Brown v. Van Braam

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Brown v. Van Braam
Seal of the United States Supreme Court.svg
Argued February 9–10, 1797
Decided February 13, 1797
Full case name Brown v. Van Braam
Citations 3 U.S. 344 (more)
Court membership

Brown v. Van Braam, 3 U.S. 344 (1797), was a United States Supreme Court case holding that: "Under the practice of the courts of Rhode Island, as adopted by the judiciary act, (1 U. S. Stats, at Large, 73,) the entry of a default, after a plea of the general issue, no similar being on the record, does not operate a discontinuance, and a judgment on the default is valid. Under the same practice the court may assess the damages in an action of assumpsit on a foreign bill payable in pounds sterling. Interest on affirmance is to be calculated on the aggregate sum of principal and interest in the judgment below, to the time of affirmance, but no further.."[1]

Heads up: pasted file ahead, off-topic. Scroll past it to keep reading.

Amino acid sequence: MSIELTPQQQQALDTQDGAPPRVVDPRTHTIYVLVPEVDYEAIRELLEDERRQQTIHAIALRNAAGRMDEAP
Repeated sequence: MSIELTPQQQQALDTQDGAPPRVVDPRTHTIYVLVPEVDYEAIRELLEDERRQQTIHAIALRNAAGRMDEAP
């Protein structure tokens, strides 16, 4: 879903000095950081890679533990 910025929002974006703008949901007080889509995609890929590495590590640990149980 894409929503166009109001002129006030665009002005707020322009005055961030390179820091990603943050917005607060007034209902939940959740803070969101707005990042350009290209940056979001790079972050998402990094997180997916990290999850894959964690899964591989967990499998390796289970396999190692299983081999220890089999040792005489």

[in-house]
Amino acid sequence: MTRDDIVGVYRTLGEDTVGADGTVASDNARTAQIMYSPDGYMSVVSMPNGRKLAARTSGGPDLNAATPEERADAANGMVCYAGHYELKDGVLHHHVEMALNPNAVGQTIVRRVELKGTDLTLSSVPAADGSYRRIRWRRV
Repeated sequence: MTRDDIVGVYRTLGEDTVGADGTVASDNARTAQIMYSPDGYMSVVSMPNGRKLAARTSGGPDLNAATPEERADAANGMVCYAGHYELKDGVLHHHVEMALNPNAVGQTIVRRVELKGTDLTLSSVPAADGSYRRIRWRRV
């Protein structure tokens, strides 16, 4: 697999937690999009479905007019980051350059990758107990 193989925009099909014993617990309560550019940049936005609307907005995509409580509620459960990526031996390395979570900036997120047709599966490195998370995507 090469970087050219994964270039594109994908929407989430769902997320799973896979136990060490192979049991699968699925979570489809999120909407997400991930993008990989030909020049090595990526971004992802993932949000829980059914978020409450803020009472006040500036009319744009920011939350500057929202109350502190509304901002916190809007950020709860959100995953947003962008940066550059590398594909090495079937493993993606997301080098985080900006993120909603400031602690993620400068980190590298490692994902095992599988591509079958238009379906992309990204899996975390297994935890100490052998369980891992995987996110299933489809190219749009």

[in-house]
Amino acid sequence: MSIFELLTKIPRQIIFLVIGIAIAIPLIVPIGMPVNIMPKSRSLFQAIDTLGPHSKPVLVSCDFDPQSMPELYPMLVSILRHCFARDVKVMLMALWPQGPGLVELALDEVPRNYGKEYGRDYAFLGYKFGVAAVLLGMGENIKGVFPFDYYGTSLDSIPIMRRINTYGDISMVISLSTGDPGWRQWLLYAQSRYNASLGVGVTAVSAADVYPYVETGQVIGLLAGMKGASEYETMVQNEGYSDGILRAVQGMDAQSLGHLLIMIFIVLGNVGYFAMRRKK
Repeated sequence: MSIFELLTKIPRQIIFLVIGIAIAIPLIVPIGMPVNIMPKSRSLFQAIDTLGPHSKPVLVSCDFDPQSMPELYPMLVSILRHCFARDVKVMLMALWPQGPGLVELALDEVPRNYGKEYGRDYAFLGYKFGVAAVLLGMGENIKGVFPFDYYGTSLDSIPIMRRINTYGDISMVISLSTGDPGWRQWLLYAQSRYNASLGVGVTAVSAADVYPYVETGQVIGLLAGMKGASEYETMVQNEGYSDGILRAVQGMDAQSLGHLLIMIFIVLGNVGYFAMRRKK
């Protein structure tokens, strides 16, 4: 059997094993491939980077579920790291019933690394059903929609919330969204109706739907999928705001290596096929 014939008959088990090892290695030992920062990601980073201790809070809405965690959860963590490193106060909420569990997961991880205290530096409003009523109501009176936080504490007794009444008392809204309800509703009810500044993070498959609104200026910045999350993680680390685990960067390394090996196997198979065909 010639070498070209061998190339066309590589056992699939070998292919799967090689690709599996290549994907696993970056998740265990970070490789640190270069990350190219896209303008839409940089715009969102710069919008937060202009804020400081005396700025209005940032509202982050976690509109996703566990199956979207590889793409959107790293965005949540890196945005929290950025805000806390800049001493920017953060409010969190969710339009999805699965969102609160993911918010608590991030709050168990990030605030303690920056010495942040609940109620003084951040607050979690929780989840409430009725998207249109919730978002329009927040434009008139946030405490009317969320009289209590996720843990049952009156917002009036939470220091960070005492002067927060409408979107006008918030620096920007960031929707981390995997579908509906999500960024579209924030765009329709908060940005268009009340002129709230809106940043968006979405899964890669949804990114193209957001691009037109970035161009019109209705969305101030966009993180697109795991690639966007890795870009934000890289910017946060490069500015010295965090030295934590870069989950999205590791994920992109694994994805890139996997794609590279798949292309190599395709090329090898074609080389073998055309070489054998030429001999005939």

See also[edit]


  1. ^ Reports of decisions in the Supreme Court of the United States: with notes, and a digest, Volume 1 (Little, Brown, and Co., 1870) pg. 254